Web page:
How do butterflies/moths spread their wings after emerging?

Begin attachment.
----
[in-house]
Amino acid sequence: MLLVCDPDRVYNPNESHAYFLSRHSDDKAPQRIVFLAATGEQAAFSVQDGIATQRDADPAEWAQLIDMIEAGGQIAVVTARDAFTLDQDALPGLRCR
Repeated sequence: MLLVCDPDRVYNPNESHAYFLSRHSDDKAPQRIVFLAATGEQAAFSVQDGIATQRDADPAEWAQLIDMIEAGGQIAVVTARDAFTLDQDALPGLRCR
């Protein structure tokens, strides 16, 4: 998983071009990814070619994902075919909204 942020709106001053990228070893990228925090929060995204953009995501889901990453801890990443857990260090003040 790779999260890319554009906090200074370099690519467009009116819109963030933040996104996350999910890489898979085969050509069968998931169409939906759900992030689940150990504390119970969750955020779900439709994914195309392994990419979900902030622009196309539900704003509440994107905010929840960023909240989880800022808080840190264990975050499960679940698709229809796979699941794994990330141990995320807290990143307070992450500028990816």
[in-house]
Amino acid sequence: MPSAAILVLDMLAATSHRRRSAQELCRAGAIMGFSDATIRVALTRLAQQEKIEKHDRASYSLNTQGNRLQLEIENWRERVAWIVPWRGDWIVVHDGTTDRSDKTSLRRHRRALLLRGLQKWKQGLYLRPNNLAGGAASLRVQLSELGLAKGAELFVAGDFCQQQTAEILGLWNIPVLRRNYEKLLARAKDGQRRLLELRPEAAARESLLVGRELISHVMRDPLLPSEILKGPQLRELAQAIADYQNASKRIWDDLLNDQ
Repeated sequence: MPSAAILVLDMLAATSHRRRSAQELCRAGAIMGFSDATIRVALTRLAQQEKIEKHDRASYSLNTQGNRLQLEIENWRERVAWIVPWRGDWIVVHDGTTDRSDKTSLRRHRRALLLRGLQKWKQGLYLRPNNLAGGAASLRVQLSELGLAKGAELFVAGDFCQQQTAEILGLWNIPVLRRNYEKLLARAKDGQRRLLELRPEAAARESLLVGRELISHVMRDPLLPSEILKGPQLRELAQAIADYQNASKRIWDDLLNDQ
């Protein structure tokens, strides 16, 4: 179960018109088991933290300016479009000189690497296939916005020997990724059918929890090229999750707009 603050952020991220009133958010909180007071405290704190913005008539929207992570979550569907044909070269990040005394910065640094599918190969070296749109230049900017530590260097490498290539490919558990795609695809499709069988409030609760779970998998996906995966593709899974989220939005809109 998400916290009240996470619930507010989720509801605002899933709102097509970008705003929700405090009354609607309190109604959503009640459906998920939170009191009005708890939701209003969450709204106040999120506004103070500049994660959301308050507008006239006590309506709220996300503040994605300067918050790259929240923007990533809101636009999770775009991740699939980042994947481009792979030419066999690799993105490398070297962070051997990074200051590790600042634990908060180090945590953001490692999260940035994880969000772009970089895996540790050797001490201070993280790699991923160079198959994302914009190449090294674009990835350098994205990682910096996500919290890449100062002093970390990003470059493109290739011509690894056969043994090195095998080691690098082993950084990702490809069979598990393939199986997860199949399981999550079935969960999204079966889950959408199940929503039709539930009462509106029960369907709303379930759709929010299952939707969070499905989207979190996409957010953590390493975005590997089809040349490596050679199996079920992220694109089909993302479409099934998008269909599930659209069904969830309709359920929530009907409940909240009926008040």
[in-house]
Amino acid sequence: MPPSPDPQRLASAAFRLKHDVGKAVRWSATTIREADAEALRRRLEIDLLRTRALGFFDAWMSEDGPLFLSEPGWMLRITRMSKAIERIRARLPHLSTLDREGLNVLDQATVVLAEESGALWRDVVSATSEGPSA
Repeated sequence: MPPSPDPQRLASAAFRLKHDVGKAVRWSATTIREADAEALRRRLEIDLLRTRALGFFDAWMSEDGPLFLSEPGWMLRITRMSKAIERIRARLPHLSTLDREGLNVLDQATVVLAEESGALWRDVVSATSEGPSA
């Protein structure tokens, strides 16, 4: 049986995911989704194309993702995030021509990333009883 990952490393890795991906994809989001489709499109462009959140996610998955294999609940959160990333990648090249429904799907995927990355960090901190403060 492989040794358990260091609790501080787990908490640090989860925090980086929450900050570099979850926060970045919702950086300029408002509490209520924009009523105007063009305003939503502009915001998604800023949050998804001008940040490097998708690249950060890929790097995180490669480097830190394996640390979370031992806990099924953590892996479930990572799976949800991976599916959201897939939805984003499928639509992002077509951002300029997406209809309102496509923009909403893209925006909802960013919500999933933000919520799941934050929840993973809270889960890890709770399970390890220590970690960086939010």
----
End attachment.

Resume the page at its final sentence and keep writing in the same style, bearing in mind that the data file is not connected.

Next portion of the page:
The process of a butterfly emerging from its chrysalis is called eclosion. Eclosion is controlled by hormones. These hormones are released to soften the chrysalis and to trigger the central nervous system begin the movements needed to complete the emergence process. If you look closely at a chrysalis you can see where the eyes and legs are beneath the hard surface. After the chrysalis has been softened and often become transparent the butterfly will push through first with its legs also removing the triangular piece covering its eyes and proboscis. The butterfly then crawls the rest of the way out of the chrysalis, exposing the abdomen and wings. The butterfly hangs upside down from the chrysalis or a nearby surface to complete the emergence process. The wings appear folded or crinkled and the butterfly must begin the process of expanding and drying its wings before flight is possible. Meconium is pumped into the venation structures of the wings by wing movement and the help of gravity. Once the wings have fully expanded, the meconium will be pumped back into the body of the butterfly. The small amounts still in the veins of the wings will dry and harden giving the wings a more sturdy structure that will allow flight. It can take anywhere from 30 minutes to 2 hours for a butterfly’s wings to completely dry, this is usually varied according to size. After the wings have dried but before the butterfly will take its first flight it will dispel the excess meconium from its body.